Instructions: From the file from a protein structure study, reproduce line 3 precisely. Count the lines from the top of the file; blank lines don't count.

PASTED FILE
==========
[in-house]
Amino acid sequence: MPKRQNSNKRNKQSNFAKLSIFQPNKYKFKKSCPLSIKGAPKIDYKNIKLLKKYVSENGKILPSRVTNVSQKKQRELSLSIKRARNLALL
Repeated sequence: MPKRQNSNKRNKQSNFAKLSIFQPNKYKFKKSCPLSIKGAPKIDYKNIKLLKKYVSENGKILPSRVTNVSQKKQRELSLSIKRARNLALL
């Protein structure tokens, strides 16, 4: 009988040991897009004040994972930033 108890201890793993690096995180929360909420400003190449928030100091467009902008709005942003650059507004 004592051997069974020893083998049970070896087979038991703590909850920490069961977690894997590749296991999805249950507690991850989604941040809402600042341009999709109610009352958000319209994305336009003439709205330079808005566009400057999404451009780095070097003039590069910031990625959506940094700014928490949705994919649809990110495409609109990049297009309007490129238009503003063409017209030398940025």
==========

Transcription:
Repeated sequence: MPKRQNSNKRNKQSNFAKLSIFQPNKYKFKKSCPLSIKGAPKIDYKNIKLLKKYVSENGKILPSRVTNVSQKKQRELSLSIKRARNLALL